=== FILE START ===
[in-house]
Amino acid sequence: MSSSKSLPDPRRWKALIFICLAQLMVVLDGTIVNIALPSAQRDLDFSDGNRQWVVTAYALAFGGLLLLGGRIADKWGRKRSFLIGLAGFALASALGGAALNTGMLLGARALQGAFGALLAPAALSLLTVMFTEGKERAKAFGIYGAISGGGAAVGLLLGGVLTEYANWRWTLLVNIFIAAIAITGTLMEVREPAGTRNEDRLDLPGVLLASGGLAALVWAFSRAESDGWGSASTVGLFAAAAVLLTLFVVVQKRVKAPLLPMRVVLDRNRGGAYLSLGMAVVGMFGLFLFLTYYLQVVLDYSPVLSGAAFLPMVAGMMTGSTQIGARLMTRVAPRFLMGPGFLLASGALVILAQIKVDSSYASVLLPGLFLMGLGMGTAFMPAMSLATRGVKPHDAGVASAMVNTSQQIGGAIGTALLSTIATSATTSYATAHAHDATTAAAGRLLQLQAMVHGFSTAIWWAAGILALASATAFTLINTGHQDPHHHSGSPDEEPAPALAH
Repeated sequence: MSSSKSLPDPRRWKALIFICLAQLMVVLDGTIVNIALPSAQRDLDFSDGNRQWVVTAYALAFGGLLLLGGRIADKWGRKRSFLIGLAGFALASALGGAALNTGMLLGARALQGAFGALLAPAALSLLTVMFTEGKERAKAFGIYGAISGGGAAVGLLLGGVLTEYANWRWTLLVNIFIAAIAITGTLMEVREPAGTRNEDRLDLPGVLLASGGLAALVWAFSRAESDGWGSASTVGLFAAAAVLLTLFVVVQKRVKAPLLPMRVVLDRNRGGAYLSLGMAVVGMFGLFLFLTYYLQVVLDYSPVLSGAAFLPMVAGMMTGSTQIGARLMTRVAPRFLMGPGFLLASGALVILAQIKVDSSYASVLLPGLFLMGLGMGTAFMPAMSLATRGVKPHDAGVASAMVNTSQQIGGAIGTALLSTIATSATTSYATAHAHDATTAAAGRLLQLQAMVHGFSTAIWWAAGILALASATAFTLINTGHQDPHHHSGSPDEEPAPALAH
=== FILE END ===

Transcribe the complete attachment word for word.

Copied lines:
[in-house]
Amino acid sequence: MSSSKSLPDPRRWKALIFICLAQLMVVLDGTIVNIALPSAQRDLDFSDGNRQWVVTAYALAFGGLLLLGGRIADKWGRKRSFLIGLAGFALASALGGAALNTGMLLGARALQGAFGALLAPAALSLLTVMFTEGKERAKAFGIYGAISGGGAAVGLLLGGVLTEYANWRWTLLVNIFIAAIAITGTLMEVREPAGTRNEDRLDLPGVLLASGGLAALVWAFSRAESDGWGSASTVGLFAAAAVLLTLFVVVQKRVKAPLLPMRVVLDRNRGGAYLSLGMAVVGMFGLFLFLTYYLQVVLDYSPVLSGAAFLPMVAGMMTGSTQIGARLMTRVAPRFLMGPGFLLASGALVILAQIKVDSSYASVLLPGLFLMGLGMGTAFMPAMSLATRGVKPHDAGVASAMVNTSQQIGGAIGTALLSTIATSATTSYATAHAHDATTAAAGRLLQLQAMVHGFSTAIWWAAGILALASATAFTLINTGHQDPHHHSGSPDEEPAPALAH
Repeated sequence: MSSSKSLPDPRRWKALIFICLAQLMVVLDGTIVNIALPSAQRDLDFSDGNRQWVVTAYALAFGGLLLLGGRIADKWGRKRSFLIGLAGFALASALGGAALNTGMLLGARALQGAFGALLAPAALSLLTVMFTEGKERAKAFGIYGAISGGGAAVGLLLGGVLTEYANWRWTLLVNIFIAAIAITGTLMEVREPAGTRNEDRLDLPGVLLASGGLAALVWAFSRAESDGWGSASTVGLFAAAAVLLTLFVVVQKRVKAPLLPMRVVLDRNRGGAYLSLGMAVVGMFGLFLFLTYYLQVVLDYSPVLSGAAFLPMVAGMMTGSTQIGARLMTRVAPRFLMGPGFLLASGALVILAQIKVDSSYASVLLPGLFLMGLGMGTAFMPAMSLATRGVKPHDAGVASAMVNTSQQIGGAIGTALLSTIATSATTSYATAHAHDATTAAAGRLLQLQAMVHGFSTAIWWAAGILALASATAFTLINTGHQDPHHHSGSPDEEPAPALAH